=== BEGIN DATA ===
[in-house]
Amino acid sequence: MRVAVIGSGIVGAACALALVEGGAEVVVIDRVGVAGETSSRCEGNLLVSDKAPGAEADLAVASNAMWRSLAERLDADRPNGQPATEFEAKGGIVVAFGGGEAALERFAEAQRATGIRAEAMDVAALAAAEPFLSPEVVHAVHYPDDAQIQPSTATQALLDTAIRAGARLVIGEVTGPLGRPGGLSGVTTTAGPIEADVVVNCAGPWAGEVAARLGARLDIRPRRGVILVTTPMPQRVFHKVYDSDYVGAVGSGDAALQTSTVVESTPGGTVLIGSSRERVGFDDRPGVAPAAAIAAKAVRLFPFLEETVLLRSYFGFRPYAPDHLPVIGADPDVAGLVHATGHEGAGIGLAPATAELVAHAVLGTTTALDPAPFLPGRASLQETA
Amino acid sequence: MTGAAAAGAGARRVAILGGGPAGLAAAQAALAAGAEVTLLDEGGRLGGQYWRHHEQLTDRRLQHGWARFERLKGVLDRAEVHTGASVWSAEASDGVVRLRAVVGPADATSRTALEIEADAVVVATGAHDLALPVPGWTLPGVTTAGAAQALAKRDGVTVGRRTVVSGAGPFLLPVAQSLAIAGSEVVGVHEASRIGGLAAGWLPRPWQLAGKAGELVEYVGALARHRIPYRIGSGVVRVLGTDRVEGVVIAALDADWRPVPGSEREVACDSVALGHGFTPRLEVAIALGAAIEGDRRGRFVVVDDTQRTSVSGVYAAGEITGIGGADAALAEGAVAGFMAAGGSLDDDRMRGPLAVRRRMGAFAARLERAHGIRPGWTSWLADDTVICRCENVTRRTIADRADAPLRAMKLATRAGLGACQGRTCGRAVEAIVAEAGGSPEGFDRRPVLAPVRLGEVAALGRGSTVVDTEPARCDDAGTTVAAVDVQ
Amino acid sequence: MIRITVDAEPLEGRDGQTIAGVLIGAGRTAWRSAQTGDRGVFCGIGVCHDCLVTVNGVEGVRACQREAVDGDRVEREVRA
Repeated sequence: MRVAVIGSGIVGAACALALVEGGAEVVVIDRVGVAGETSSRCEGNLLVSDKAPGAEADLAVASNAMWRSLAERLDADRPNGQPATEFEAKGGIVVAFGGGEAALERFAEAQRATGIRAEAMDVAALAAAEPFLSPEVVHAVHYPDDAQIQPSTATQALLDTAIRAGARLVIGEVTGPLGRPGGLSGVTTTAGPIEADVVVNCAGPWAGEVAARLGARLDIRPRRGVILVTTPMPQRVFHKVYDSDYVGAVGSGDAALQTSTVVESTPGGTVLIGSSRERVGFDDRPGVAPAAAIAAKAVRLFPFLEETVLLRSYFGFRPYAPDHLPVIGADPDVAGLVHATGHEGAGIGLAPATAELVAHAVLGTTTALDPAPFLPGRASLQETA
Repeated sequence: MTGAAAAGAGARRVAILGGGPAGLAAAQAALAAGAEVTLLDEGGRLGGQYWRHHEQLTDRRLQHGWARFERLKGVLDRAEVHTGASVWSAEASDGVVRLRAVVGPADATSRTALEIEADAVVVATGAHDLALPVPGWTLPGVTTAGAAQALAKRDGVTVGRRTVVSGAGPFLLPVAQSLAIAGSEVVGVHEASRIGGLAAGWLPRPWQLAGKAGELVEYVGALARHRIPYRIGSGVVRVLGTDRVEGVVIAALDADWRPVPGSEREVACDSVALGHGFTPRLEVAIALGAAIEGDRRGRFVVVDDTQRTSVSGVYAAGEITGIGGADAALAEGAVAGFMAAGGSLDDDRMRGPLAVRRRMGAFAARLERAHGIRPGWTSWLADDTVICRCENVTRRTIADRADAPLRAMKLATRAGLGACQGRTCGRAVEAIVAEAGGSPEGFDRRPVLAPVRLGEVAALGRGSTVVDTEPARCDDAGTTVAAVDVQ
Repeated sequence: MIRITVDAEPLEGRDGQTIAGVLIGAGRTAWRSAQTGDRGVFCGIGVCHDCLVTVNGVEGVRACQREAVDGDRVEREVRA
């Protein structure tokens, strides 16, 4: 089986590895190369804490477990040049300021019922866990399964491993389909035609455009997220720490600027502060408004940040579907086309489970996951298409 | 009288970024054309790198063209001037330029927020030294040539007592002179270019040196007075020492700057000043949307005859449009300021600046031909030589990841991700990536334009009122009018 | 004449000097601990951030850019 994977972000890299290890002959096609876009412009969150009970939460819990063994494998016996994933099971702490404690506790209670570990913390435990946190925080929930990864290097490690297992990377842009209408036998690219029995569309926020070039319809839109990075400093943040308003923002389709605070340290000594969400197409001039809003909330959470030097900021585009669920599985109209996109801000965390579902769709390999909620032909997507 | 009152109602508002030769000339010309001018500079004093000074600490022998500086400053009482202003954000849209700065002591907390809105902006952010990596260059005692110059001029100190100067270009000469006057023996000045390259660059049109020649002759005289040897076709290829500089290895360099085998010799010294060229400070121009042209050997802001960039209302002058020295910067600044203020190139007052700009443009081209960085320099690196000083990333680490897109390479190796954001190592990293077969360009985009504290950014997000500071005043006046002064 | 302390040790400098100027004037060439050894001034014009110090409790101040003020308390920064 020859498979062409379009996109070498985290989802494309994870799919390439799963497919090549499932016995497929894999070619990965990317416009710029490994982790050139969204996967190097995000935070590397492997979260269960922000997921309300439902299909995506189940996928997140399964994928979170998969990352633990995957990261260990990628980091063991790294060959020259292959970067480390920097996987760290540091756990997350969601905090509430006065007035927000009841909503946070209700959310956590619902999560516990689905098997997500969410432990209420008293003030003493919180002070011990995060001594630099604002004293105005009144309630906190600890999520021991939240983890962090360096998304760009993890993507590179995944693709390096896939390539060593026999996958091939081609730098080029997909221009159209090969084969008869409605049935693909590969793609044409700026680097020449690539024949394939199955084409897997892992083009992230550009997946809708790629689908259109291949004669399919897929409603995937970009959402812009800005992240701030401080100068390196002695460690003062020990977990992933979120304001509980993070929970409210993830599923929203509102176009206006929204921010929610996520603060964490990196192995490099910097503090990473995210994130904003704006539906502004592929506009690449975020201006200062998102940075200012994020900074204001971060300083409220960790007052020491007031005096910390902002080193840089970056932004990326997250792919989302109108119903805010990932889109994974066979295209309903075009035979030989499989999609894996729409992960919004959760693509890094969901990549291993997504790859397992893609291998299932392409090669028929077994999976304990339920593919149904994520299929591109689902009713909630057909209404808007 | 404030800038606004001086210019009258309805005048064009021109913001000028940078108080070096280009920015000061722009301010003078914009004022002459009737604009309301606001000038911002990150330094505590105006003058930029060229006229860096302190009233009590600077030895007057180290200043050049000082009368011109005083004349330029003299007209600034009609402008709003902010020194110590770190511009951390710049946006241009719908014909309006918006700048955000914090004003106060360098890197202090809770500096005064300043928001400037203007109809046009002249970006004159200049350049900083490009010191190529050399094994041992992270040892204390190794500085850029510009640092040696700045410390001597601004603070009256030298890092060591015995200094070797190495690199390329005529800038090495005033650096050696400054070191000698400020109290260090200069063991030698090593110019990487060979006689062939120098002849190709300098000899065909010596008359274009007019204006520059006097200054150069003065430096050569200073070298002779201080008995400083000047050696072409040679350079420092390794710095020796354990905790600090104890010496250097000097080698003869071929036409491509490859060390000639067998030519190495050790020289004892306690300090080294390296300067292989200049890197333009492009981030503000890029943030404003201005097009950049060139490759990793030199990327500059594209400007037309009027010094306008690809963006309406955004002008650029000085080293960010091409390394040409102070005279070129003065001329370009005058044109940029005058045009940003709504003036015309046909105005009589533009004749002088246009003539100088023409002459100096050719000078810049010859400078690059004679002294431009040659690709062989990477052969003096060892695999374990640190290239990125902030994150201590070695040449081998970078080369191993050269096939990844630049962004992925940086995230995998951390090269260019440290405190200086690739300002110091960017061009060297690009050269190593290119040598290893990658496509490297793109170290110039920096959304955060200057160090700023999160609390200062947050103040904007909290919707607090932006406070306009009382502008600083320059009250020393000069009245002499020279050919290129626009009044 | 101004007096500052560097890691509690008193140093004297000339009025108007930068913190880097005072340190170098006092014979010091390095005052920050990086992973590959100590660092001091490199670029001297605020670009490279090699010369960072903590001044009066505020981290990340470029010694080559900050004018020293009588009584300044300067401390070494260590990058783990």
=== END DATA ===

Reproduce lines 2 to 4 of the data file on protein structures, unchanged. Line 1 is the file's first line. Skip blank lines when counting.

Amino acid sequence: MRVAVIGSGIVGAACALALVEGGAEVVVIDRVGVAGETSSRCEGNLLVSDKAPGAEADLAVASNAMWRSLAERLDADRPNGQPATEFEAKGGIVVAFGGGEAALERFAEAQRATGIRAEAMDVAALAAAEPFLSPEVVHAVHYPDDAQIQPSTATQALLDTAIRAGARLVIGEVTGPLGRPGGLSGVTTTAGPIEADVVVNCAGPWAGEVAARLGARLDIRPRRGVILVTTPMPQRVFHKVYDSDYVGAVGSGDAALQTSTVVESTPGGTVLIGSSRERVGFDDRPGVAPAAAIAAKAVRLFPFLEETVLLRSYFGFRPYAPDHLPVIGADPDVAGLVHATGHEGAGIGLAPATAELVAHAVLGTTTALDPAPFLPGRASLQETA
Amino acid sequence: MTGAAAAGAGARRVAILGGGPAGLAAAQAALAAGAEVTLLDEGGRLGGQYWRHHEQLTDRRLQHGWARFERLKGVLDRAEVHTGASVWSAEASDGVVRLRAVVGPADATSRTALEIEADAVVVATGAHDLALPVPGWTLPGVTTAGAAQALAKRDGVTVGRRTVVSGAGPFLLPVAQSLAIAGSEVVGVHEASRIGGLAAGWLPRPWQLAGKAGELVEYVGALARHRIPYRIGSGVVRVLGTDRVEGVVIAALDADWRPVPGSEREVACDSVALGHGFTPRLEVAIALGAAIEGDRRGRFVVVDDTQRTSVSGVYAAGEITGIGGADAALAEGAVAGFMAAGGSLDDDRMRGPLAVRRRMGAFAARLERAHGIRPGWTSWLADDTVICRCENVTRRTIADRADAPLRAMKLATRAGLGACQGRTCGRAVEAIVAEAGGSPEGFDRRPVLAPVRLGEVAALGRGSTVVDTEPARCDDAGTTVAAVDVQ
Amino acid sequence: MIRITVDAEPLEGRDGQTIAGVLIGAGRTAWRSAQTGDRGVFCGIGVCHDCLVTVNGVEGVRACQREAVDGDRVEREVRA